Betsy Hutchinson Table November 02nd, 2018 - 07:27:45
This is a pretty fine grit, so I wasn't expecting a miracle here, but it does eventually make it through the entire slab gets sprayed down with compressed air, as does the camera and my nooks and crannies believe me that abrasive goes everywhere rolling up the tarp. I was able to recover a 2-inch amount of the abrasive. Well, I got to say that was a real blast. Now when it comes to sandblasting, there are a lot of different products on the market, but today we've just scratched the surface. Of course, I realized these are super corny, but better than abrasive jokes. Now we can do the final finish. Prep. I use a cabinet scraper to smooth the faces and save myself some low grit sanding from there. I start with 180 grit and work my way up to 320 on the ends.
You need to balance the sander carefully, but the 2 inch wide surface is pretty easy to work with sanding. This end grain is absolutely crucial since there's so much of it present in the final table. I use a small round over bit to break the sharp edges. The live edges are now pretty sharp too. So I'll use a fine draft to create an eighth inch wide flat. If I encounter any weak areas, I just keep removing stock until it's gone and then reshape the edge. The final shaping is done with sandpaper, as I smooth the transition between the sharp edge and the live surface, and now it's time for finishing the finish will be some simple wipe-on poly.
While you normally wipe this stuff on with a rag. There's no reason you can't use a brush notice, I'm coating the bottom surface. First, this way I can flip it over and work on the top and if the painters pyramids leave any sort of marks, they'll be on the underside, once the first coat dries. I lightly sand with 500 grit paper and recoat before applying code. Number. Three, I stand again with 500 grit paper and then sand. The live edges lightly, with 500 grit abrasive sanding pads, I'm not trying to sand thoroughly here, just smoothing out the high points we're getting close to our final coat. So it's a good idea to vacuum. The surface thoroughly for the fourth and final coat absolute, the finish with some mineral spirits, so that it's really thin and then wet the surface thoroughly.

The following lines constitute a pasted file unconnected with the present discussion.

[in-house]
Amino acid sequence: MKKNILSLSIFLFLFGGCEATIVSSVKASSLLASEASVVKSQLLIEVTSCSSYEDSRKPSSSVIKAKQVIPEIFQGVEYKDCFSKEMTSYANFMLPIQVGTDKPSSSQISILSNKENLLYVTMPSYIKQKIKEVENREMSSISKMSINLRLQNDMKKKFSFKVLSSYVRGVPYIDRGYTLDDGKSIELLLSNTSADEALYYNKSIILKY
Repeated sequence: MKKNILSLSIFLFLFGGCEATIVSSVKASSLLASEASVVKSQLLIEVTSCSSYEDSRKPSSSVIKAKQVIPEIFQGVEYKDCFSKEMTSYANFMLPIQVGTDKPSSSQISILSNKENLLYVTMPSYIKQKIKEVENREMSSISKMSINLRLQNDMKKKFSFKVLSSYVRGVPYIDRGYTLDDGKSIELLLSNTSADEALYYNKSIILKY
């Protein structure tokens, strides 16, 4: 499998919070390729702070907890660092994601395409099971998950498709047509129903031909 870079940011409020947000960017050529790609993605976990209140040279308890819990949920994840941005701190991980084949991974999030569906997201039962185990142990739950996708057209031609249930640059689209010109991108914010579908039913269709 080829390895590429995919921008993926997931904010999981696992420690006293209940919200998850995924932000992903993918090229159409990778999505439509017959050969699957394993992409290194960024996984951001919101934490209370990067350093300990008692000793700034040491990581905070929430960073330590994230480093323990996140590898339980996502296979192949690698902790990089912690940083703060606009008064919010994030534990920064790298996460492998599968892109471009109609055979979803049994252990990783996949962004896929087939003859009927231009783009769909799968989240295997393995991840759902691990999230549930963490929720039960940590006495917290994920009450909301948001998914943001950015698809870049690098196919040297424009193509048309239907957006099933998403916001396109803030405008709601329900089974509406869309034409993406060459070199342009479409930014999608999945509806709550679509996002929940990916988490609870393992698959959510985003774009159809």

The diluted, poly will act as a lubricant for my sander, with a 2,000 grit wet dry sanding pad attached. I've got the sander on a pretty slow speed because I'm really just buffing the surface here and I don't want to remove a lot of cure to finish now. I wipe off the excess finish and let it cure believe me when I tell you that this surface is just about the smoothest thing you've ever felt. Now we need to turn our attention to the legs to allow for wood movement, I'm widening the outside sets of holes. Now we can place the legs honestly. These legs are just a bit large for the slab, but I can make them work at the center of each hole. I use a brad point bit to tap an indentation, then using a 1 inch bolt and washer.
I determine how deep I need to drill and Mark it with some tape to attach the bolts to the slab, I'm using little whisper thread taps, so I need to start by drilling a pilot hole. Next, I use a quarter, inch tap and tap the threads right in the slab. Now I can attach the leg assemblies with the quarter inch bolts, I'm using the socket wrench here, but remember these threads are made of wood. So this is overkill. I should really be using a hand driver well here is my new coffee table, which will soon be loaded down with milk and cheerios and all kinds of fun things, but, as you can see, a live edge slab table like this is actually pretty darn simple.